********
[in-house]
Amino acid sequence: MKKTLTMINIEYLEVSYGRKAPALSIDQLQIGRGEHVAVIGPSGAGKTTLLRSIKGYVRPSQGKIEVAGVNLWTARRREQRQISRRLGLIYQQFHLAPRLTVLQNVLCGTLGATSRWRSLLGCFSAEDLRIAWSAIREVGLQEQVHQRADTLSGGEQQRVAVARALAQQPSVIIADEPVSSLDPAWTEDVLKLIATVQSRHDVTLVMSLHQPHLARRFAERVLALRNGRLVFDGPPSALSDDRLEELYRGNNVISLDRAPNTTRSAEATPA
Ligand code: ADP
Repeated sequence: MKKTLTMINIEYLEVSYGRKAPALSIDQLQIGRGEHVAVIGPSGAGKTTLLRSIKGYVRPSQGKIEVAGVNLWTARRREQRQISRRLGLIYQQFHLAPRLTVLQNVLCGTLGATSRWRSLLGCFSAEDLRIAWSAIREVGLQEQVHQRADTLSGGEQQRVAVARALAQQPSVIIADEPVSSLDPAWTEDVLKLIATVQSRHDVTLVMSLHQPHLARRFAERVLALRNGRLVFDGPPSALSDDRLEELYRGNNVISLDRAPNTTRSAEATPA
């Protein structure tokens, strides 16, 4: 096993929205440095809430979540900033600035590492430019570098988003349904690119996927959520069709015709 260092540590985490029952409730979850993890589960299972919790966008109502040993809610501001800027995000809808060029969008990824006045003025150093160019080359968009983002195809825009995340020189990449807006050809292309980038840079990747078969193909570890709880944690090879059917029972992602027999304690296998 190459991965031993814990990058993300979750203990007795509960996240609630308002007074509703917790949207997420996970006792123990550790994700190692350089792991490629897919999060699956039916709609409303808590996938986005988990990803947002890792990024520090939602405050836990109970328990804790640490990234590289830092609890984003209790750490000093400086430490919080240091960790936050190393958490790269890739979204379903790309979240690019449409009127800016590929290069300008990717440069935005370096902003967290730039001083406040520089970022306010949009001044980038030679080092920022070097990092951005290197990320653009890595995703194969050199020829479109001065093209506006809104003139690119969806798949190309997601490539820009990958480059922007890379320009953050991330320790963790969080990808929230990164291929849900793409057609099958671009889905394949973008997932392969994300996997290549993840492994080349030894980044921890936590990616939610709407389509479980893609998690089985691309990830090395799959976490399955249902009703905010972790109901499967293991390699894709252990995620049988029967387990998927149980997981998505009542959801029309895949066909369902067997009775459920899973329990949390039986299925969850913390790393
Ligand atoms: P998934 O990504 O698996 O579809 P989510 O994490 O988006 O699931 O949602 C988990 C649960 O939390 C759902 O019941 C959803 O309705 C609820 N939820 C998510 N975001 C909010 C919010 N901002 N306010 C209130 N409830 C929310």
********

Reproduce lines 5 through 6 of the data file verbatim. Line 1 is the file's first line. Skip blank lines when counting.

């Protein structure tokens, strides 16, 4: 096993929205440095809430979540900033600035590492430019570098988003349904690119996927959520069709015709 260092540590985490029952409730979850993890589960299972919790966008109502040993809610501001800027995000809808060029969008990824006045003025150093160019080359968009983002195809825009995340020189990449807006050809292309980038840079990747078969193909570890709880944690090879059917029972992602027999304690296998 190459991965031993814990990058993300979750203990007795509960996240609630308002007074509703917790949207997420996970006792123990550790994700190692350089792991490629897919999060699956039916709609409303808590996938986005988990990803947002890792990024520090939602405050836990109970328990804790640490990234590289830092609890984003209790750490000093400086430490919080240091960790936050190393958490790269890739979204379903790309979240690019449409009127800016590929290069300008990717440069935005370096902003967290730039001083406040520089970022306010949009001044980038030679080092920022070097990092951005290197990320653009890595995703194969050199020829479109001065093209506006809104003139690119969806798949190309997601490539820009990958480059922007890379320009953050991330320790963790969080990808929230990164291929849900793409057609099958671009889905394949973008997932392969994300996997290549993840492994080349030894980044921890936590990616939610709407389509479980893609998690089985691309990830090395799959976490399955249902009703905010972790109901499967293991390699894709252990995620049988029967387990998927149980997981998505009542959801029309895949066909369902067997009775459920899973329990949390039986299925969850913390790393
Ligand atoms: P998934 O990504 O698996 O579809 P989510 O994490 O988006 O699931 O949602 C988990 C649960 O939390 C759902 O019941 C959803 O309705 C609820 N939820 C998510 N975001 C909010 C919010 N901002 N306010 C209130 N409830 C929310």